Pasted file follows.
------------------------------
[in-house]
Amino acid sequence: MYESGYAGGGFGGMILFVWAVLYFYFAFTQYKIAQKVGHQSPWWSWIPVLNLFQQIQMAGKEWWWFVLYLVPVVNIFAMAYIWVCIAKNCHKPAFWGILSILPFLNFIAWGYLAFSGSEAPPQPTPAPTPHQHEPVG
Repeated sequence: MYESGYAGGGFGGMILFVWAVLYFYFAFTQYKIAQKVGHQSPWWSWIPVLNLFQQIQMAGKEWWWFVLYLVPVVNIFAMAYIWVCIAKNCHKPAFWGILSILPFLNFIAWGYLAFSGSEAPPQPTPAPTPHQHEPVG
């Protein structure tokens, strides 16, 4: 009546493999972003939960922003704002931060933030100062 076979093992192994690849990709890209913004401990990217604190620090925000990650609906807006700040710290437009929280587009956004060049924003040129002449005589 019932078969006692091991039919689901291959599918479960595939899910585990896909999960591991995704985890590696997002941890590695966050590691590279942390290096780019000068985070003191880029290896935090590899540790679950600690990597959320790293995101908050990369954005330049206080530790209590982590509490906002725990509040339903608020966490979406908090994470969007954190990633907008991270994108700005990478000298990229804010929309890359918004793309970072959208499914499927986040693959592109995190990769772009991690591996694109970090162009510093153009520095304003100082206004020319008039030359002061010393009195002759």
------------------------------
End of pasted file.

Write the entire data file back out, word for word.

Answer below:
[in-house]
Amino acid sequence: MYESGYAGGGFGGMILFVWAVLYFYFAFTQYKIAQKVGHQSPWWSWIPVLNLFQQIQMAGKEWWWFVLYLVPVVNIFAMAYIWVCIAKNCHKPAFWGILSILPFLNFIAWGYLAFSGSEAPPQPTPAPTPHQHEPVG
Repeated sequence: MYESGYAGGGFGGMILFVWAVLYFYFAFTQYKIAQKVGHQSPWWSWIPVLNLFQQIQMAGKEWWWFVLYLVPVVNIFAMAYIWVCIAKNCHKPAFWGILSILPFLNFIAWGYLAFSGSEAPPQPTPAPTPHQHEPVG
């Protein structure tokens, strides 16, 4: 009546493999972003939960922003704002931060933030100062 076979093992192994690849990709890209913004401990990217604190620090925000990650609906807006700040710290437009929280587009956004060049924003040129002449005589 019932078969006692091991039919689901291959599918479960595939899910585990896909999960591991995704985890590696997002941890590695966050590691590279942390290096780019000068985070003191880029290896935090590899540790679950600690990597959320790293995101908050990369954005330049206080530790209590982590509490906002725990509040339903608020966490979406908090994470969007954190990633907008991270994108700005990478000298990229804010929309890359918004793309970072959208499914499927986040693959592109995190990769772009991690591996694109970090162009510093153009520095304003100082206004020319008039030359002061010393009195002759």